There is an extensive body of literature on school-based drug education extending over several decades. The quality of this literature varies and there is a need to adequately collate the information to define the components that have the potential to contribute to effective drug education based on literature that is of acceptable quality and scope.
The structure of this analysis involves: 1) assessment of all reasonably available published and grey literature, that in themselves provide a review of the field (1990 to June 2001); 2) identification and assessment of primary studies on which past reviews based their recommendations; and 3) assessment of recent primary studies with a focus on school drug education (1997 to June 2001). A set of predetermined selection and acceptance criteria ensured that only good quality reviews and primary studies were included in this review. Defining the dimension of this review also allows for comparisons to be readily made with previous reviews of school drug education.
A combination of key words were used to identify appropriate publications for both the reviews and recent primary studies. These included: school, drug education, review, research, evaluation, project, study. Searches were undertaken in the following databases: ERIC (research in education and current index to journals in education); Science Direct (multidisciplinary); Current Contents (multidisciplinary); Expanded Academic (ASAP); EMB Reviews (Cochran database of systematic reviews); Eventline (International conferences); PsycInfo; Medline; EMBASE; ETOH (NIAAA Alcohol and alcohol problems database); Dissertation Abstracts; SIGLE; Social Work Abstracts; National Clearinghouse on Alcohol & Drug Information; DRUG database; Alcohol & Alcohol Problems; Cochrane Collaboration Reviews; Internet search; and the University of Sydney Health Education Unit 'Healthed' database. The reference lists of articles accessed via database searches were also assessed for potential articles.
Results of the searches
An initial electronic data base search produced 113 reviews for potential inclusion. Examination of the reference lists of the selected reviews revealed a further 52 publications that indicated potential worth as inclusions within a comprehensive review of alcohol and drug education in schools. Nineteen of the total 165 reviews revealed by the searches were eventually accepted into this review based on the acceptance criteria. Past primary studies that were acknowledged as good quality effective programs by the accepted reviews of drug education were then identified and documented. To be included, at least three reviewers were required to consider the program as effective. Ten programs were identified through this process, eight reporting main group effects and two reporting sub-group effects. Only two of these programs would have been accepted using the selection criteria for this current review.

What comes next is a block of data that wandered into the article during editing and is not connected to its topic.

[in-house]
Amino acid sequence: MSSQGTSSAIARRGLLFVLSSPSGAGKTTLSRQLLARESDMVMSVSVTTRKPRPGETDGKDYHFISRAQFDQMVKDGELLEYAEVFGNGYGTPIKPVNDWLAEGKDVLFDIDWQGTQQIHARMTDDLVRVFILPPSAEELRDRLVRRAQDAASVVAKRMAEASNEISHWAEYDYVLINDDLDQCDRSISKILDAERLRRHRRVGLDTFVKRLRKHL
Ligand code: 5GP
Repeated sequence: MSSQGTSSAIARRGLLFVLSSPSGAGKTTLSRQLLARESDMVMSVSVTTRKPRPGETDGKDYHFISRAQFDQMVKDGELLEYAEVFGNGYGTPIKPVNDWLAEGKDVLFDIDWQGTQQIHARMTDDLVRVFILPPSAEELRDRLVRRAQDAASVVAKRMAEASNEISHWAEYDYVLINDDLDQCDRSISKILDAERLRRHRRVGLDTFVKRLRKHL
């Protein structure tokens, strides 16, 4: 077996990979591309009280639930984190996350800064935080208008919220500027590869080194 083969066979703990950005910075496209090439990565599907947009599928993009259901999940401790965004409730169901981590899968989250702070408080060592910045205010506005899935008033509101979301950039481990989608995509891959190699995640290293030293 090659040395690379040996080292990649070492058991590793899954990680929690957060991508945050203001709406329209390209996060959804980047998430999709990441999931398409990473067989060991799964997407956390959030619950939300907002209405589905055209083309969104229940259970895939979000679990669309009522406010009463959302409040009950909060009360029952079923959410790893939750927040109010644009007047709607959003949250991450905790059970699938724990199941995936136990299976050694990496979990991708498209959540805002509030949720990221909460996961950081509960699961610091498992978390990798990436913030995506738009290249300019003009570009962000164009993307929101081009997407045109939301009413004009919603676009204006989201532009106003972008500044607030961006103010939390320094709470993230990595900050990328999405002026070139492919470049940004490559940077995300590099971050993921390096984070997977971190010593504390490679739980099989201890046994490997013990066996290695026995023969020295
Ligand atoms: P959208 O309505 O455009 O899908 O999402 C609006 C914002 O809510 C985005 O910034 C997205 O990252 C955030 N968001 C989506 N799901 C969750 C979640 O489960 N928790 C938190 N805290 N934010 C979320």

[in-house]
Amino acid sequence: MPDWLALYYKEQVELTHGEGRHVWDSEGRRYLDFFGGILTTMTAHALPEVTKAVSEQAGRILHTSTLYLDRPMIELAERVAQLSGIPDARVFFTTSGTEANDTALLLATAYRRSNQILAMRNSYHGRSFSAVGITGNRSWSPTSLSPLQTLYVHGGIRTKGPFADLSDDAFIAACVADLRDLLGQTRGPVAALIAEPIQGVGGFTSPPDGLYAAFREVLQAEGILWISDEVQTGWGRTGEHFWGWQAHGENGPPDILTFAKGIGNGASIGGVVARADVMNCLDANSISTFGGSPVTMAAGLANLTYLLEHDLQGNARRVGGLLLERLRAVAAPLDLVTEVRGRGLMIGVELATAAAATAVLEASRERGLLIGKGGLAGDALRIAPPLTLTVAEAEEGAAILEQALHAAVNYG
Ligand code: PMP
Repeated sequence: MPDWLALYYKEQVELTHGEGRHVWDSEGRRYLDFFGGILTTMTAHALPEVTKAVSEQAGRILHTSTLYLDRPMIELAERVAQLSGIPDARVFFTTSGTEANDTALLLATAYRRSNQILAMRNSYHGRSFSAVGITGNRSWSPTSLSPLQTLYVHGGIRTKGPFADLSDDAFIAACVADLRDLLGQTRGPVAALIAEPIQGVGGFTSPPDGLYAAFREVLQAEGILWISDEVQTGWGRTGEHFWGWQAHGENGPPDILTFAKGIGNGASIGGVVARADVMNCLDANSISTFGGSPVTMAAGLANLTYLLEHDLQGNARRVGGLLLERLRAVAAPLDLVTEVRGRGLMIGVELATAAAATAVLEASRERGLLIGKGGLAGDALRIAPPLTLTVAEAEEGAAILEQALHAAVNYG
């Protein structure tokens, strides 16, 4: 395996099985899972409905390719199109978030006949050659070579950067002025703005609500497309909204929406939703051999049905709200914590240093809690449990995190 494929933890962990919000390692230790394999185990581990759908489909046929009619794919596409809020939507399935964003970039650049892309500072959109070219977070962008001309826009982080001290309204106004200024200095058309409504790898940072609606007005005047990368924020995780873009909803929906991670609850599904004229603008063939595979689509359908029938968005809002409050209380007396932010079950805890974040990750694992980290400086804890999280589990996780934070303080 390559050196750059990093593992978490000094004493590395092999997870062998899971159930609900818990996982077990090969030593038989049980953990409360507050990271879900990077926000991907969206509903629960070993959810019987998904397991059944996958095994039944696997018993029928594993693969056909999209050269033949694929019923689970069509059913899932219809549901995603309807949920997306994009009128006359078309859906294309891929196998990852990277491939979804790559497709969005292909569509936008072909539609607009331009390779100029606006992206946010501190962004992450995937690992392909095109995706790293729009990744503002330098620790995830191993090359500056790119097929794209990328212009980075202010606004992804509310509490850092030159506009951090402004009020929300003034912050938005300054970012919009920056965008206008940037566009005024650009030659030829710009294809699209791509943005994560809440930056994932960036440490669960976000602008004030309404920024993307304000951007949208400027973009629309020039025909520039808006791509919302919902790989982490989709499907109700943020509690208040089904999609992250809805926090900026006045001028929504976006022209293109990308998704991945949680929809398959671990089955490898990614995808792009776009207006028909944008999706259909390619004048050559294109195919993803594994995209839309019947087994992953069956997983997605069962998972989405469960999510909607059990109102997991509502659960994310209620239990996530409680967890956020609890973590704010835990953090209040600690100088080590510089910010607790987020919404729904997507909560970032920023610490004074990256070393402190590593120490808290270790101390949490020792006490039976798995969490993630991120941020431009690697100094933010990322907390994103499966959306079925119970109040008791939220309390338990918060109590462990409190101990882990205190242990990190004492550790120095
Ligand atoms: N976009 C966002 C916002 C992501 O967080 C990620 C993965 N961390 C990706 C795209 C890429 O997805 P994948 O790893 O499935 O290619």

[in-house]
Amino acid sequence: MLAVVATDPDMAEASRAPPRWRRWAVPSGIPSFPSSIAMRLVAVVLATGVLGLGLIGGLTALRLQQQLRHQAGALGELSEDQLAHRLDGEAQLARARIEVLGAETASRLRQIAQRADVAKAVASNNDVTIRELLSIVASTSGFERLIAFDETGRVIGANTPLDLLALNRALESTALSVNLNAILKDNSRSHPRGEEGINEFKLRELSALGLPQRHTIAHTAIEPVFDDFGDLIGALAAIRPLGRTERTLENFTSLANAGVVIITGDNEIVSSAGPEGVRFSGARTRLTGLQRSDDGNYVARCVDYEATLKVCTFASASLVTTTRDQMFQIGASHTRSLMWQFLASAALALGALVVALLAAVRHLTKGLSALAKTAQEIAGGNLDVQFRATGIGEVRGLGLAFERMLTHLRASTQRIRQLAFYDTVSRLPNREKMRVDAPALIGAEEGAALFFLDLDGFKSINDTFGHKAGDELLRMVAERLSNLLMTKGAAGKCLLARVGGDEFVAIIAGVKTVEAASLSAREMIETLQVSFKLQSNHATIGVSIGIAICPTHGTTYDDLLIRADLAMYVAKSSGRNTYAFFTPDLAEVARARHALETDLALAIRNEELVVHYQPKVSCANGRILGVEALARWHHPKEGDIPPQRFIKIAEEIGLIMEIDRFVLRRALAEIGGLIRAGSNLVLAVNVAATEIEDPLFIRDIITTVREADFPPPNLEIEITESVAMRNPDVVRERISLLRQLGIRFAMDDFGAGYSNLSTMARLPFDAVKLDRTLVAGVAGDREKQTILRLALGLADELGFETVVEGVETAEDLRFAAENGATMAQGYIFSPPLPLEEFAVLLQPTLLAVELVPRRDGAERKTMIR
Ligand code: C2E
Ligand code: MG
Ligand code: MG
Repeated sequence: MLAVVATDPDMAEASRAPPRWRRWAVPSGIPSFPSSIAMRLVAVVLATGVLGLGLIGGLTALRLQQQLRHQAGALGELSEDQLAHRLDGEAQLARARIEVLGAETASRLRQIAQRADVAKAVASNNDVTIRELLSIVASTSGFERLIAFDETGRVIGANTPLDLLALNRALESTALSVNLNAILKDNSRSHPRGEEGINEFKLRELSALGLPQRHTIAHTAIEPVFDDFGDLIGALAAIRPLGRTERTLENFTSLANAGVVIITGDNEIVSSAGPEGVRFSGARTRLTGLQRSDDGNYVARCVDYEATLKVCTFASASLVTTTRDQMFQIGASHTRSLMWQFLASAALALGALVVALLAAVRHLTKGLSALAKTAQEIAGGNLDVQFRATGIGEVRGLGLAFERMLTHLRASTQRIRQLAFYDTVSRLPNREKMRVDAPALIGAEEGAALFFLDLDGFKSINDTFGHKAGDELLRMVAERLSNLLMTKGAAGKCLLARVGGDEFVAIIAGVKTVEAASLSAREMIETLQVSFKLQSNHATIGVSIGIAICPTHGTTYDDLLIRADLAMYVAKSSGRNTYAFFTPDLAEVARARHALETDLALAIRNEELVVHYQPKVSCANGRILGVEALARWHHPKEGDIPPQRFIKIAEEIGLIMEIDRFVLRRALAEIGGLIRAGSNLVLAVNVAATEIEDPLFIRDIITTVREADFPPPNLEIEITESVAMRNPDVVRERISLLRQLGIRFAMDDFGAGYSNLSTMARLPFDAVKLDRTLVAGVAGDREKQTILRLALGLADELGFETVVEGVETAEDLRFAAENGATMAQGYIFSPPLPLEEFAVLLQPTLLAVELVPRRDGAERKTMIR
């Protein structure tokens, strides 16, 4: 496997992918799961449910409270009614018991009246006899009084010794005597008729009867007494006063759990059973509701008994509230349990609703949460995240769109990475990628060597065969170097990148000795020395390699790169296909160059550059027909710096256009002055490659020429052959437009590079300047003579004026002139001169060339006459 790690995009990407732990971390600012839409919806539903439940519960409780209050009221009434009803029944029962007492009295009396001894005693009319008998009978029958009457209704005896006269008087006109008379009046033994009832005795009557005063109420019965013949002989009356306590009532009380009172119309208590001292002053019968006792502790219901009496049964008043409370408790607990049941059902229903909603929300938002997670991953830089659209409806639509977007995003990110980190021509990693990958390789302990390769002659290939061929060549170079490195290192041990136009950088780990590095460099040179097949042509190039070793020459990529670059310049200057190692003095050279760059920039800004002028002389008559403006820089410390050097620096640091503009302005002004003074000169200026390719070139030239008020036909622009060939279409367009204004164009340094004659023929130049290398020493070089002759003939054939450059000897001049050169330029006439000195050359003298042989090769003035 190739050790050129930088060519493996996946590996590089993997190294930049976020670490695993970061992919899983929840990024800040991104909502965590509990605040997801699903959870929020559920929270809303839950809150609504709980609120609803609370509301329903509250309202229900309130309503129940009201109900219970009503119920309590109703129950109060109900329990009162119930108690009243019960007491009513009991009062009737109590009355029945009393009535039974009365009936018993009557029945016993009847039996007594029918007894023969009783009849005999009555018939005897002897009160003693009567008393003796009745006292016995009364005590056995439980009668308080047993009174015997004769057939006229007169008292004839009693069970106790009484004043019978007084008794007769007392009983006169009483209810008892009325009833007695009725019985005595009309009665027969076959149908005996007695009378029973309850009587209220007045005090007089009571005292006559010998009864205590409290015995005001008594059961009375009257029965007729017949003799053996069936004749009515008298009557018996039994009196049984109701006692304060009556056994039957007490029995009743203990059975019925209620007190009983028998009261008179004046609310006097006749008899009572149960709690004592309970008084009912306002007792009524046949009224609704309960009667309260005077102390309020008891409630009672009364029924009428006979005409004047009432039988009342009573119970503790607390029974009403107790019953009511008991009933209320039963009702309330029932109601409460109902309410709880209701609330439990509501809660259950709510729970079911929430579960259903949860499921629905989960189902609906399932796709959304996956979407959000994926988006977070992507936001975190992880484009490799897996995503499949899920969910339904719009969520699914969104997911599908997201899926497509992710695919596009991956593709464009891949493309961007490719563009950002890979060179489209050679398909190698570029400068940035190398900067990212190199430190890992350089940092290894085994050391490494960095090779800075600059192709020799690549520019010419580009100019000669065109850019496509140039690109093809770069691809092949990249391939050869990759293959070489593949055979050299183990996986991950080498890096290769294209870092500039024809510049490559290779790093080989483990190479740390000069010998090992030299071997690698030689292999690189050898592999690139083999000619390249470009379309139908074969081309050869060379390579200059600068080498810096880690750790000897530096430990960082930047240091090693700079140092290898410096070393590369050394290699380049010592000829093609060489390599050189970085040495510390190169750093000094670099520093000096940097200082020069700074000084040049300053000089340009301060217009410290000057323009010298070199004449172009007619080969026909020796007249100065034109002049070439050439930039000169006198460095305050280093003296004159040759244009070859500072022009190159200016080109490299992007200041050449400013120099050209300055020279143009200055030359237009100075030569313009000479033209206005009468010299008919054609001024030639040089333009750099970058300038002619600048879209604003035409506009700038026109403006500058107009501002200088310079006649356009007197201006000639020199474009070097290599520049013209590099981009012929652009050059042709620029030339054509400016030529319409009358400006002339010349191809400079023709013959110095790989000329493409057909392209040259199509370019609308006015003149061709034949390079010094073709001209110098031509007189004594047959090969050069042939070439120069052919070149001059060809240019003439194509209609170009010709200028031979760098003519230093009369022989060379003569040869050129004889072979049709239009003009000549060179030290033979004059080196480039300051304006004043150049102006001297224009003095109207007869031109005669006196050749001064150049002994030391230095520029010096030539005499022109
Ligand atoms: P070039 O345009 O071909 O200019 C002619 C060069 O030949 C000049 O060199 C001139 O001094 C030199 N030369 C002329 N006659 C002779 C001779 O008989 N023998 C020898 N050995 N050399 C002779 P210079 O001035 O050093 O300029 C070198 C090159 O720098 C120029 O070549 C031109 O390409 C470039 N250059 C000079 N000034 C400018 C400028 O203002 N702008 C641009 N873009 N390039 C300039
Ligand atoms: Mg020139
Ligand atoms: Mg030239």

The total number of recent primary study publications (1997 to June 2001) revealed during electronic data based searches, and the scanning of reference lists of previously accessed papers, totalled sixty-nine papers representing sixty five programs. The total number of primary studies accepted into this review based on the above mentioned criteria was five (7.7%), two of which were of the same program. Three of these programs reported main group effects and two reported sub-group effects only.
While earlier examinations of school drug education program have had mixed success and even negative results, there are now a number of rigorously conducted and evaluated programs with meaningful behavioural effects. The findings of this systematic review attempt to identify the essential ingredients that can be adopted for future programs to enhance behavioural effectiveness as well as identifying areas of further research. In summary, programs can be improved by: adopting adequate research design; encouraging program planners to adopt a formative phase of development that involves talking to young people and testing the intervention with young people and teachers; providing the program at relevant periods in young people’s development; programs that are interactive and based on skill development; programs that have a goal that is relevant and inclusive of all young people; booster sessions in later years; utility knowledge that is of immediate practical use to young people; appropriate teacher training for interactive delivery of the program; making effective programs widely available and adopting marketing strategies that increase the exposure of effective programs. However, these improvements to school drug education research and program development cannot occur in isolation to the practical implementation of programs at the school level. Identification of barriers and strategies to overcome these barriers to effective drug education in schools, is just as important as testing out and making such programs readily available to schools.
The findings and recommendations from this review should be read in conjunction with the full text so that the background and intention is clear.
This systematic literature review of school drug education has attempted to synthesise understandings about the development, implementation and evaluation of programs that can contribute to better drug education in schools, and particularly those programs, or program components, that can potentially impact on young people’s behaviour. Additionally, the review has attempted to identify potential areas in which more work can be undertaken to increase understandings and abilities in the area.
There is much refinement that can occur in school drug education and the way forward is to continue to create and test interventions in an attempt to bring together all components of the development, implementation and evaluation of school drug education that have the potential for behaviour change.